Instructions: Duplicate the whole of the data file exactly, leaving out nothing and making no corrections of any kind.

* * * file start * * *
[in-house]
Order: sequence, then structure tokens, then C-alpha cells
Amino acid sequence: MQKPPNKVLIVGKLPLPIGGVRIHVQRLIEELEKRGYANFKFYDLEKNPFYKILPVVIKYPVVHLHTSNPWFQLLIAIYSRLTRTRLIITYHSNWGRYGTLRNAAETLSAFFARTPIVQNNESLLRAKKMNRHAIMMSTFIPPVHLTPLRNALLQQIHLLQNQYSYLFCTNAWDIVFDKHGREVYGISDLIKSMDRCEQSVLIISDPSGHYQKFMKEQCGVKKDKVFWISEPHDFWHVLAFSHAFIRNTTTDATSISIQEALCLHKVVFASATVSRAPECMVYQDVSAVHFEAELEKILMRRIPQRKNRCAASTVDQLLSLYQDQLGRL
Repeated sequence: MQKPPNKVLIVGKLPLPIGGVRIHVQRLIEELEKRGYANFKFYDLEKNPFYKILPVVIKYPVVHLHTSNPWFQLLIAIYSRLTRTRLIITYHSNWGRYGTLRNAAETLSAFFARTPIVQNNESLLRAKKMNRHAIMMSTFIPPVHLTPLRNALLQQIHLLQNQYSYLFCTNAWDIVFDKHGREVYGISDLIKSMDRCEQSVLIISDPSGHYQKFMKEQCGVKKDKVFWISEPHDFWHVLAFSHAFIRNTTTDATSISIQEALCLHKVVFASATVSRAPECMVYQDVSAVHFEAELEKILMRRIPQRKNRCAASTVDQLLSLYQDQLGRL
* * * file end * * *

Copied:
[in-house]
Order: sequence, then structure tokens, then C-alpha cells
Amino acid sequence: MQKPPNKVLIVGKLPLPIGGVRIHVQRLIEELEKRGYANFKFYDLEKNPFYKILPVVIKYPVVHLHTSNPWFQLLIAIYSRLTRTRLIITYHSNWGRYGTLRNAAETLSAFFARTPIVQNNESLLRAKKMNRHAIMMSTFIPPVHLTPLRNALLQQIHLLQNQYSYLFCTNAWDIVFDKHGREVYGISDLIKSMDRCEQSVLIISDPSGHYQKFMKEQCGVKKDKVFWISEPHDFWHVLAFSHAFIRNTTTDATSISIQEALCLHKVVFASATVSRAPECMVYQDVSAVHFEAELEKILMRRIPQRKNRCAASTVDQLLSLYQDQLGRL
Repeated sequence: MQKPPNKVLIVGKLPLPIGGVRIHVQRLIEELEKRGYANFKFYDLEKNPFYKILPVVIKYPVVHLHTSNPWFQLLIAIYSRLTRTRLIITYHSNWGRYGTLRNAAETLSAFFARTPIVQNNESLLRAKKMNRHAIMMSTFIPPVHLTPLRNALLQQIHLLQNQYSYLFCTNAWDIVFDKHGREVYGISDLIKSMDRCEQSVLIISDPSGHYQKFMKEQCGVKKDKVFWISEPHDFWHVLAFSHAFIRNTTTDATSISIQEALCLHKVVFASATVSRAPECMVYQDVSAVHFEAELEKILMRRIPQRKNRCAASTVDQLLSLYQDQLGRL